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The sidewalk on Manning Street was destroyed by over­growth of trees. COLLEGIAN | Allison Schuster

Most Hillsdale stu­dents are aware of the haz­ardous con­dition of the Manning Street side­walks that the City of Hillsdale and the land­lords both deny respon­si­bility for main­taining.

Many res­i­dents believe the crum­bling side­walks to be the result of the city’s neg­li­gence, but side­walks are the respon­si­bility of the home­owner to keep up to code, according to City Director Jake Hammel. While Manning Street is heavily pop­u­lated by stu­dents, the respon­si­bility lies in the hands of the land­lords.

The city plans on imple­menting a program in the spring that could pos­sibly involve repairing the Manning side­walks, easing the burden of repair on the land­lords.

As college senior and Manning Street renter Rose Schweizer said, “It’d be nice to go to class without tripping over and seeing the life flash before my eyes.”

As the result of over­grown tree roots com­bined with lack of upkeep, the con­dition of the sidewalk has been referred to as choppy and uneven by stu­dents.

“Since the roots have grown into it, it’s very moun­tainous,” Schweizer said. “There’s like a sug­gestion of a sidewalk.”

Hammel said the city pre­vi­ously had a sidewalk program in place for a few years that ended around 2012 due to lack of funding. The assessment program used involved the city acting as a bank, using taxes up front to fix side­walks a block at a time. There are current plans to restart the program this spring.

The city hasn’t selected the loca­tions for repair, but Hammel said that the focus is typ­i­cally ele­mentary school areas where there are lots of walkers and small children. Another deter­mining factor in choosing blocks is any future major street projects.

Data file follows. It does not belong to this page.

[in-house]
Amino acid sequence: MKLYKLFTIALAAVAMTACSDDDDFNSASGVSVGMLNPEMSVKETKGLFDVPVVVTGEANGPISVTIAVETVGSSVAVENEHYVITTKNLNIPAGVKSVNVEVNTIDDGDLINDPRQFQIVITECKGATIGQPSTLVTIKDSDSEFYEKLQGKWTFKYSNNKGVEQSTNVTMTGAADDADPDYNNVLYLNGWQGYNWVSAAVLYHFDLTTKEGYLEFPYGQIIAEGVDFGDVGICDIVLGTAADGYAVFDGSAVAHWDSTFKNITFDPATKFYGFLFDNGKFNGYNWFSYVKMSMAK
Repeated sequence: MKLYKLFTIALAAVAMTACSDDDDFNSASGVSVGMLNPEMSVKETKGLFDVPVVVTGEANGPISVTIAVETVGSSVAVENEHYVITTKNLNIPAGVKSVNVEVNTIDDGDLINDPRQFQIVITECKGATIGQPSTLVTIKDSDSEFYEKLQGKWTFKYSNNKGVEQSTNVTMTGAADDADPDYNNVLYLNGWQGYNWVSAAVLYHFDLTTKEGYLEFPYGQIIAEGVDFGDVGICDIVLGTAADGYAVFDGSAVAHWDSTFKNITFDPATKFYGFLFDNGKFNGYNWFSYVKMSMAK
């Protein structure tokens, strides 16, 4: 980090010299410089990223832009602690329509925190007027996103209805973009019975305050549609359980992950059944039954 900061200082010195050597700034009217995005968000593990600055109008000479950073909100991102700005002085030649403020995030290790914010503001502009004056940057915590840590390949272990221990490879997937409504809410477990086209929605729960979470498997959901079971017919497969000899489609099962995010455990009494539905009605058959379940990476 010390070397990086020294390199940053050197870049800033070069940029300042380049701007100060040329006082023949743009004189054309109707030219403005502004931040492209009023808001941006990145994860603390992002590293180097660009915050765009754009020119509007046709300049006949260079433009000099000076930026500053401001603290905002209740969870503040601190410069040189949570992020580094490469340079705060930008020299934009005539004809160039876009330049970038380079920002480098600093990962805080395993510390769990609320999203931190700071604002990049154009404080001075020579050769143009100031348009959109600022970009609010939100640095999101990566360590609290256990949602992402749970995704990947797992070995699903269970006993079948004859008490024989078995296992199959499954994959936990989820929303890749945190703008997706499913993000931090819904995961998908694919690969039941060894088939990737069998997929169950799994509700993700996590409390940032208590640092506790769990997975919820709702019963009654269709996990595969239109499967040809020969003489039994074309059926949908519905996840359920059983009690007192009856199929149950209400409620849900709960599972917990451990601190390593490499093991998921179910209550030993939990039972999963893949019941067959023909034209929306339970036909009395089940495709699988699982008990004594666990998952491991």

According to Hammel, side­walks are always included with these types of projects due to replacement of water pipes and other various alter­ations, so it’s eco­nomical to avoid repairing sidewalk blocks that are slated for con­struction.

Hammel said that the city tries to under­stand res­i­dents’ financial sit­u­ation while keeping in mind the welfare of the town.

“The average price is $1,500 to replace a sidewalk, which is just too much for many Hillsdale res­i­dents,” Hammel said. “So we try to only reg­ulate our authority when it’s nec­essary for safety.”

Hammel said that, despite the assis­tance program, the city of Hillsdale isn’t actually respon­sible to care for side­walks. Although side­walks are city property, it falls on the home­owner to maintain them.

“It’s like how you’re respon­sible to shovel your sidewalk,” Hammel said. “That’s main­taining it for yourself, even though we own it.”

Despite Hammel’s state­ments, there is still con­fusion.

“It has always been my under­standing that the city is respon­sible for this,” Miranda Parker, a Manning Street property landlord, said in an email. “The property owner is not allowed to tear up or add to the sidewalk or cement.”

Regardless of who is respon­sible, some stu­dents are already excited at the prospect of improved Manning walkways.

“I’m hardly awake in the morning and then having to dodge obstacles like the sidewalk makes it that much more dan­gerous,” Schweizer said. “I think everyone would really appre­ciate an actual sidewalk on Manning.”

  • Ellsworth_Toohey

    It’s unfor­tunate that the author appar­ently never owned a home in another city, hence the snow job.

    It’s the norm in cities to require side­walks be main­tained, and if the home­owner doesn’t do it, the city will (with higher cost labor) and put a special assessment on the property.

    So while it is indeed the home­owners respon­si­bility, the city needs to have the political backbone to swing the hammer.

    https://www.ferndalemi.gov/news/2017-sidewalk-assessments

    https://www.romi.gov/227/Sidewalk-Improvement-Program

  • Joseph Hendee

    The side­walks in the City of Hillsdale are the least of their problems.

  • Jen­nifer Melfi

    Great points by the other com­menters. I think this opens the door for a very con­ser­v­ative point to be made about how over­built and poorly main­tained our american infra­structure is due to the great sub­urban exper­iment http://www.strongtowns.org